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Dear Decaturish – Downtown Decatur is DeKalb County’s latest food desert

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Dear Decaturish – Downtown Decatur is DeKalb County’s latest food desert

The Baby Kroger located at 720 Commerce Drive in Decatur. Photo by Dean Hesse.
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Dear Decaturish,

The closing of the Commerce Drive Kroger brings to mind the children’s riddle, “Water, water, everywhere, but not a drop to drink.”

For downtown Decatur has an abundance of food available seemingly almost everywhere at an almost endless array of high-priced, exotic dining establishments, but virtually none anywhere within reasonable walking distances for moderate and low-income households (who city leaders claim to value) to buy the everyday groceries vital to their continuing to reside in the city.

Face it, folks. Downtown Decatur is DeKalb County’s latest food desert. And while a Dollar General or Family Dollar may not be welcome in some areas, for those of us without transportation, such a store in that old Kroger building would be a real blessing. One or the other would not be a perfect solution (for the residents of downtown Decatur deserve a full grocery), but these stores now carry many food lines, including milk, bread and frozen items.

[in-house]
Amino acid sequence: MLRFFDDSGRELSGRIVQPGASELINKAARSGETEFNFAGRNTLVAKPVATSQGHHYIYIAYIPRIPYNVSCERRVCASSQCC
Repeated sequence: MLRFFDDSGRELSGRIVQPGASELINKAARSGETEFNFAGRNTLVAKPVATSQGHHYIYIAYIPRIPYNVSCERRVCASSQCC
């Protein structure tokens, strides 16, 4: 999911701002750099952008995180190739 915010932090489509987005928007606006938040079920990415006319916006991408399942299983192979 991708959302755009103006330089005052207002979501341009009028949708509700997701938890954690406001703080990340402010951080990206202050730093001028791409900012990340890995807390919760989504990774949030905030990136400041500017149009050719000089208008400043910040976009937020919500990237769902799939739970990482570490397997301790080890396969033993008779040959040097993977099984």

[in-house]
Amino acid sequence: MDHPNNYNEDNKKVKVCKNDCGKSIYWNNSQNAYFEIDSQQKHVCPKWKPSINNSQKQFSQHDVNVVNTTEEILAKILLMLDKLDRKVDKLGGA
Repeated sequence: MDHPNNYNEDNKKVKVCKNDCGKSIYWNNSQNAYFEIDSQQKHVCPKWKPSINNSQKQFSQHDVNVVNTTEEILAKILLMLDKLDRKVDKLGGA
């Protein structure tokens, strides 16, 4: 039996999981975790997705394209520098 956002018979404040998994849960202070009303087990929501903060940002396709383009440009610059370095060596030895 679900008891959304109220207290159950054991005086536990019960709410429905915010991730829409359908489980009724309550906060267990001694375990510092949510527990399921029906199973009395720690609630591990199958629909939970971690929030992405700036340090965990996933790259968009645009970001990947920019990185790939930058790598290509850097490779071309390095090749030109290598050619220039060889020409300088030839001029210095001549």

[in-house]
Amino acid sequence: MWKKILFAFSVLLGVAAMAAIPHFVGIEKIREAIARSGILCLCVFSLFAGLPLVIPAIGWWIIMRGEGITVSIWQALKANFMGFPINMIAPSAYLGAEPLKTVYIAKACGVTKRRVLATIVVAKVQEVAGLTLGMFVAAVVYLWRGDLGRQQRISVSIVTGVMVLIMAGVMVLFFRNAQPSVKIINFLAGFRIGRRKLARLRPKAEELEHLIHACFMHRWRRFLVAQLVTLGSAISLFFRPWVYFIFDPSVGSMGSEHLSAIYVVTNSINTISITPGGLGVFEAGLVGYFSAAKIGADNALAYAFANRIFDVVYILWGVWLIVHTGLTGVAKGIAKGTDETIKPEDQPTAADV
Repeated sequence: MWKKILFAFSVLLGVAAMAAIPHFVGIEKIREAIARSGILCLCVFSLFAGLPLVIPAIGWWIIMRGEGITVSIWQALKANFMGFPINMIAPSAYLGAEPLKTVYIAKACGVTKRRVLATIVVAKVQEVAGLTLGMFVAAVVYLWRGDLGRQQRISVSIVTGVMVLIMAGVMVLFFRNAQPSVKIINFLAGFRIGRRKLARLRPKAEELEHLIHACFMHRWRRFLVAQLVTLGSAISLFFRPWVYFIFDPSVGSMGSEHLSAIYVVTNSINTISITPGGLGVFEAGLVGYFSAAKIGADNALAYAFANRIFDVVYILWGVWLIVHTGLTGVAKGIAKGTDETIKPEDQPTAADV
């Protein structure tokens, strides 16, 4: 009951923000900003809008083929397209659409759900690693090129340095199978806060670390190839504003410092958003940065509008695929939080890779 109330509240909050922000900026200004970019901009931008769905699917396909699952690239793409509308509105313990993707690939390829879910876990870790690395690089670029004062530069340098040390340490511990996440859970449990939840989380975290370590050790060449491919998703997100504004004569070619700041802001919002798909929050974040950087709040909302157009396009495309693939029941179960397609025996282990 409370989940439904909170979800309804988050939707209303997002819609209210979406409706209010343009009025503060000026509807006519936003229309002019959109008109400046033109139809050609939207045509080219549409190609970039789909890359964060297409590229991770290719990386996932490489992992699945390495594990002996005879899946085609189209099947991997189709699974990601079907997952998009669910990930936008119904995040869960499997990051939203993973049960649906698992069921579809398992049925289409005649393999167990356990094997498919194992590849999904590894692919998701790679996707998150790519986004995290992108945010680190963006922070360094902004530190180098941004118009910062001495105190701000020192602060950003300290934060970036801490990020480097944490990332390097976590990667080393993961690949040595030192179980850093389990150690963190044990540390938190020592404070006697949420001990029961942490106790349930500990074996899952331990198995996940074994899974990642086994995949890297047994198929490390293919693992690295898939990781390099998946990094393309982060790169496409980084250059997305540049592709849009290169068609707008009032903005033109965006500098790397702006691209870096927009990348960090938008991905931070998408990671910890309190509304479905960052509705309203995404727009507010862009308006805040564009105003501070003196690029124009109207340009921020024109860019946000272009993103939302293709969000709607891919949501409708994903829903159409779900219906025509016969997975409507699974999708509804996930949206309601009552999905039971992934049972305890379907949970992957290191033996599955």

In addition, these chains stock clothing as well as many other household items no longer available in the downtown business district—and at affordable prices. One of the other small-store grocery chains, such as Aldi or Lidt, might also fit very well into the former Kroger building, again providing a full line of groceries for all of Decatur’s central-city residents, including those in the upscale condos and apartments.

For many of us living at Phillips Tower, Oliver House, Clairmont Oaks, and the Beacon Hill community, such a store is a real amenity if not an absolute necessity. When Marjorie and I were seeking a low-cost, senior apartment home five years ago, the Commerce Drive Kroger was a real plus—a very do-able walk for me, as well as good exercise. When we had to give up our car, we were even more thankful for the Kroger store.

So, why did the Kroger Company choose to shut this store? Were they really losing money? As one who often stood in line for five to ten minutes checking out, that seems a bit incredible. But large corporations tend to have minimum profit goals which may not have been being met. And the new Publix likely put at least a temporary dent in Kroger’s sales.

But according to a news report, the building’s owners stated Kroger still has some two years on its lease. Will the property just stand empty? Or will we soon hear a proposal to rezone it for more high-rise residential development? That would be another, quite “natural” step to making downtown Decatur even more of a retail wasteland as well as a food desert.

— Delmar R. (Del) Yoder

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